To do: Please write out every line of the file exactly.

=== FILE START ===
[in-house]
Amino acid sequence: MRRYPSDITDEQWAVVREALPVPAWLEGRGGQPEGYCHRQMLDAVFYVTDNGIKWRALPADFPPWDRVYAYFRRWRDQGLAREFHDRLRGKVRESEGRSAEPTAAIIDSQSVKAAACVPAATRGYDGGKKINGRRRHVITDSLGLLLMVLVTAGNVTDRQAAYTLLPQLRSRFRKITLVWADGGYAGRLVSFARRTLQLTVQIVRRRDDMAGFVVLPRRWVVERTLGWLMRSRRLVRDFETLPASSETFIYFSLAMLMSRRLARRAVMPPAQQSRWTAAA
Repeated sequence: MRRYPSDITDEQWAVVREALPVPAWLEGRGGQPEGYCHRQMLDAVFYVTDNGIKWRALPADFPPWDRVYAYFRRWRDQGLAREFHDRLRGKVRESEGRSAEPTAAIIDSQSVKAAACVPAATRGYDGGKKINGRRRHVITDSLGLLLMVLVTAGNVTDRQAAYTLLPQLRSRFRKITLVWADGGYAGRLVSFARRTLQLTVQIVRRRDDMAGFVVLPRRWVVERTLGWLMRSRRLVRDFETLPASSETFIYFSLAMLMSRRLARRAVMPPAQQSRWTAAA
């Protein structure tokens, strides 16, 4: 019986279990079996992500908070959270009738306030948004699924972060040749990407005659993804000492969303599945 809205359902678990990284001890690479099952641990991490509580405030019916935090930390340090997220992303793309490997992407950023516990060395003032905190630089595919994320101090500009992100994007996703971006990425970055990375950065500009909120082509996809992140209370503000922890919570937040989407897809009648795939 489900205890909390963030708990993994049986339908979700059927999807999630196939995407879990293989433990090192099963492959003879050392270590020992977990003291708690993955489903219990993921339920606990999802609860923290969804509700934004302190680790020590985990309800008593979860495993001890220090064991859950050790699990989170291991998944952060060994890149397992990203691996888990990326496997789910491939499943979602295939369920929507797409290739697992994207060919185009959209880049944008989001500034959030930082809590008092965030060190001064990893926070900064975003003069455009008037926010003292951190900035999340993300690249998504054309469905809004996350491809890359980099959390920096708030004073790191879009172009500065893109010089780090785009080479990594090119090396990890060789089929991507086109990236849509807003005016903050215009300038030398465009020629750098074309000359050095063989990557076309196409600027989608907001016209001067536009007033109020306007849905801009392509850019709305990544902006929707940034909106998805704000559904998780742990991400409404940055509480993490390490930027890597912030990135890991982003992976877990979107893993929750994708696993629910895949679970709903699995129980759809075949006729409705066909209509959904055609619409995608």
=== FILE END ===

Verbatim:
[in-house]
Amino acid sequence: MRRYPSDITDEQWAVVREALPVPAWLEGRGGQPEGYCHRQMLDAVFYVTDNGIKWRALPADFPPWDRVYAYFRRWRDQGLAREFHDRLRGKVRESEGRSAEPTAAIIDSQSVKAAACVPAATRGYDGGKKINGRRRHVITDSLGLLLMVLVTAGNVTDRQAAYTLLPQLRSRFRKITLVWADGGYAGRLVSFARRTLQLTVQIVRRRDDMAGFVVLPRRWVVERTLGWLMRSRRLVRDFETLPASSETFIYFSLAMLMSRRLARRAVMPPAQQSRWTAAA
Repeated sequence: MRRYPSDITDEQWAVVREALPVPAWLEGRGGQPEGYCHRQMLDAVFYVTDNGIKWRALPADFPPWDRVYAYFRRWRDQGLAREFHDRLRGKVRESEGRSAEPTAAIIDSQSVKAAACVPAATRGYDGGKKINGRRRHVITDSLGLLLMVLVTAGNVTDRQAAYTLLPQLRSRFRKITLVWADGGYAGRLVSFARRTLQLTVQIVRRRDDMAGFVVLPRRWVVERTLGWLMRSRRLVRDFETLPASSETFIYFSLAMLMSRRLARRAVMPPAQQSRWTAAA
């Protein structure tokens, strides 16, 4: 019986279990079996992500908070959270009738306030948004699924972060040749990407005659993804000492969303599945 809205359902678990990284001890690479099952641990991490509580405030019916935090930390340090997220992303793309490997992407950023516990060395003032905190630089595919994320101090500009992100994007996703971006990425970055990375950065500009909120082509996809992140209370503000922890919570937040989407897809009648795939 489900205890909390963030708990993994049986339908979700059927999807999630196939995407879990293989433990090192099963492959003879050392270590020992977990003291708690993955489903219990993921339920606990999802609860923290969804509700934004302190680790020590985990309800008593979860495993001890220090064991859950050790699990989170291991998944952060060994890149397992990203691996888990990326496997789910491939499943979602295939369920929507797409290739697992994207060919185009959209880049944008989001500034959030930082809590008092965030060190001064990893926070900064975003003069455009008037926010003292951190900035999340993300690249998504054309469905809004996350491809890359980099959390920096708030004073790191879009172009500065893109010089780090785009080479990594090119090396990890060789089929991507086109990236849509807003005016903050215009300038030398465009020629750098074309000359050095063989990557076309196409600027989608907001016209001067536009007033109020306007849905801009392509850019709305990544902006929707940034909106998805704000559904998780742990991400409404940055509480993490390490930027890597912030990135890991982003992976877990979107893993929750994708696993629910895949679970709903699995129980759809075949006729409705066909209509959904055609619409995608």